From Seville we’re back on the road again, thankfully for less than ninety minutes. It’s not a very exciting journey visually, but we could see immense olive groves stretching off to the horizon on both sides, and what might be an olive-oil refinery.
Medina-Sidonia appeared on the horizon, a cluster of white buildings around an isolated peak. The older part of town – which I must say is immensely old, since the Phoenicians had a settlement here long before nearby Cadiz (founded in 1100 BC) claimed bragging rights as the oldest city in Europe - is all white buildings around narrow one-way lanes. After a few wrong suggestions from the GPS to crash down orange-tree-lined staircases we found ourselves directly outside our destination with somewhere to park!
The door was open and we called out to our host Peter inside, who led us via into the rather spectacular patio house he'd rented for the month. The double entryway leads straight into a small white courtyard, the Moorish influences readily apparent, and with the blue of a swimming pool tantalisingly close ahead.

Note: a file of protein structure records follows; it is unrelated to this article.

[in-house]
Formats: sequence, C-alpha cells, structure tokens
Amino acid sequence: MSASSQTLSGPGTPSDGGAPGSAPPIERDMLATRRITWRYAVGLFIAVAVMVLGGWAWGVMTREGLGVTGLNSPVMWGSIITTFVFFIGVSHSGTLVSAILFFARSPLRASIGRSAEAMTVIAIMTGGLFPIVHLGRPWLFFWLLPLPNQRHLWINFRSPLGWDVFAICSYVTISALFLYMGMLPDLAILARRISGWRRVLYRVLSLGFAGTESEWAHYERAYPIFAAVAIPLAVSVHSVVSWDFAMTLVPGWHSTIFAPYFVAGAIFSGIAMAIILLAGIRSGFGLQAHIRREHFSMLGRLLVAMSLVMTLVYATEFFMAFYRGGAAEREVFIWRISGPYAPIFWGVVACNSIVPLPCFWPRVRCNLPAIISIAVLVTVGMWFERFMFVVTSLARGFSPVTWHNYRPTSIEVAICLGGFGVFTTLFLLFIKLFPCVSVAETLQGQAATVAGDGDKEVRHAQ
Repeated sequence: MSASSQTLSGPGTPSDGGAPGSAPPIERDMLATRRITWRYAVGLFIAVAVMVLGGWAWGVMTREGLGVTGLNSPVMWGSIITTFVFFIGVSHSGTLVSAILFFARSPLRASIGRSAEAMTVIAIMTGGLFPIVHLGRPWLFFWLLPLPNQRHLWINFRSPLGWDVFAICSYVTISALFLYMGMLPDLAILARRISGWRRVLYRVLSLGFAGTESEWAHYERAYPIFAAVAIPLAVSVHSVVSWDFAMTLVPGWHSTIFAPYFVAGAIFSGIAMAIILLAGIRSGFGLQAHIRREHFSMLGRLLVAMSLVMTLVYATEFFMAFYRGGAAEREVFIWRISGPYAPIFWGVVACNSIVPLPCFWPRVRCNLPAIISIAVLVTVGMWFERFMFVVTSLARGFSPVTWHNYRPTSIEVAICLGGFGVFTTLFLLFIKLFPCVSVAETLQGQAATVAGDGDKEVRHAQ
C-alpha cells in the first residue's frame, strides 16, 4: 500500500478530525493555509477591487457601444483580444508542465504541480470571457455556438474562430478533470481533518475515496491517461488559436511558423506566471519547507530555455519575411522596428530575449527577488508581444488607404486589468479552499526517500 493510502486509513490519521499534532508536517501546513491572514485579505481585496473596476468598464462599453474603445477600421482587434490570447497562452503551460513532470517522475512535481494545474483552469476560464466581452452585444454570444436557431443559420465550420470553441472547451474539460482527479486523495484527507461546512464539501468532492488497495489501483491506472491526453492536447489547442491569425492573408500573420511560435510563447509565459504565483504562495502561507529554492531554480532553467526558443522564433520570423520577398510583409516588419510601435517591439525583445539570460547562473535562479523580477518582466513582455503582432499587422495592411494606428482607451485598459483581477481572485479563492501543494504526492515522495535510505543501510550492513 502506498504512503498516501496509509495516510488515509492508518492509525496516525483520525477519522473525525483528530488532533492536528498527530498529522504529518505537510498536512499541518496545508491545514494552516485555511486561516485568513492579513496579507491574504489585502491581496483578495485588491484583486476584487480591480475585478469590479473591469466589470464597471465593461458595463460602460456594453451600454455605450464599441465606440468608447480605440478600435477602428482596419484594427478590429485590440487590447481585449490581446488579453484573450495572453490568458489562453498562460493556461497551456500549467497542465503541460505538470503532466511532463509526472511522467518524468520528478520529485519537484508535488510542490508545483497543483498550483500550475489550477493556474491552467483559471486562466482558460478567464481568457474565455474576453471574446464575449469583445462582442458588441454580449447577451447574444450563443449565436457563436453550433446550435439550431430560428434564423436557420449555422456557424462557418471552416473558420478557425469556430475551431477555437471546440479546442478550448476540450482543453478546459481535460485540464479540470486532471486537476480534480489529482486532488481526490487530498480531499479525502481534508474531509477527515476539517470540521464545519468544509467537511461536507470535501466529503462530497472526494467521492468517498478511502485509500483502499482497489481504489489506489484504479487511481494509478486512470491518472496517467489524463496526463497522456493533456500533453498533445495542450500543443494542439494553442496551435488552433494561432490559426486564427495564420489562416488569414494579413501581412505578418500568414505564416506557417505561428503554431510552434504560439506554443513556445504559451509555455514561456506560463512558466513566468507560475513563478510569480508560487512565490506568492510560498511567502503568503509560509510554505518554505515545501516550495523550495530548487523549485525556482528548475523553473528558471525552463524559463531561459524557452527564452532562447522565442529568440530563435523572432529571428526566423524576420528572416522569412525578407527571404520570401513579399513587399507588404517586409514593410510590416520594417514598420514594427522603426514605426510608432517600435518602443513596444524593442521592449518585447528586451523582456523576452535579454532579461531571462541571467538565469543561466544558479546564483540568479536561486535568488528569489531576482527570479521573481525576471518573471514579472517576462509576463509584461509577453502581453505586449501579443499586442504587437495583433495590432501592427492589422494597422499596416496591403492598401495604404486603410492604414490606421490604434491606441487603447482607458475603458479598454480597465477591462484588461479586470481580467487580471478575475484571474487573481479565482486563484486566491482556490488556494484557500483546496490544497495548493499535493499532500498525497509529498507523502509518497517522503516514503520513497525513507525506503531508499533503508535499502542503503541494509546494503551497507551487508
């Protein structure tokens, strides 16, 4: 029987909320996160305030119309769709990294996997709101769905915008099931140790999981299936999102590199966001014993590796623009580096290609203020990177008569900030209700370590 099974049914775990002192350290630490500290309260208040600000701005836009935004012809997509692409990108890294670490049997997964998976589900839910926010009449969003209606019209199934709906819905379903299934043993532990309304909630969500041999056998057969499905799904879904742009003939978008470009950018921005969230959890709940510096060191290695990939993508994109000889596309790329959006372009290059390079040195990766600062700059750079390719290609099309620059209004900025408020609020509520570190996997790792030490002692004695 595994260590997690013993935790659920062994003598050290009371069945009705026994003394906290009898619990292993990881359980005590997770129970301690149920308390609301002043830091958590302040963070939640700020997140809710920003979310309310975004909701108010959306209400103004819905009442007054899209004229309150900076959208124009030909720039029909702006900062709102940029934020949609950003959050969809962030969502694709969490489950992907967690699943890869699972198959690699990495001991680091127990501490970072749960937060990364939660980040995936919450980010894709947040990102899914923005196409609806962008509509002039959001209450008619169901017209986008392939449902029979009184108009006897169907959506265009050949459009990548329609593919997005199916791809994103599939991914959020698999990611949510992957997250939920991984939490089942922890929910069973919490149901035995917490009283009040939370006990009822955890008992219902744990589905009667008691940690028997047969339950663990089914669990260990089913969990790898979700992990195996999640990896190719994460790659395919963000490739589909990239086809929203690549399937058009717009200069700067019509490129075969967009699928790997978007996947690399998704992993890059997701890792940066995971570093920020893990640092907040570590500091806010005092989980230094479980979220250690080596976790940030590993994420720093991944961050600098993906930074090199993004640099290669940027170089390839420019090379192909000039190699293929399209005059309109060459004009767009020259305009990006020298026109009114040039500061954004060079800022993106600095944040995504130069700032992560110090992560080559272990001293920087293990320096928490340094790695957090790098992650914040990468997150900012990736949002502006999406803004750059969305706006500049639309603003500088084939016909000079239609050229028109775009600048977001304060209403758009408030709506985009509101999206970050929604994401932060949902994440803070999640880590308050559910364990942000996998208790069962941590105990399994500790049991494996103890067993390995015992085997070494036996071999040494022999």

The English owners have done a splendid job in restoring this place, and furnishing it sympathetically with colourful bric-a-brac. Upstairs were a number of bedrooms accommodating at least 10 people (Peter has his daughter's family arriving later in the week ), capped off with a cushioned rooftop terrace. Our room has a small juliet balcony overlooking the pool, where bougainvillea climbs up one of the whitewashed walls.
Peter has been very industrious in the kitchen already, preparing a fish stew for dinner. If you’re going to pick a host for a week, then you can’t go past one who has written his own cookbook. Ahead of that we’re invited to partake of the local sherry, and of course this is the place for it, as it originates in nearby Jerez de la Frontera just up the road towards Seville. I’m not sure what it says about our collective tastes that all four of us live in the Armagnac region of France and are now holidaying by the Sherry Triangle.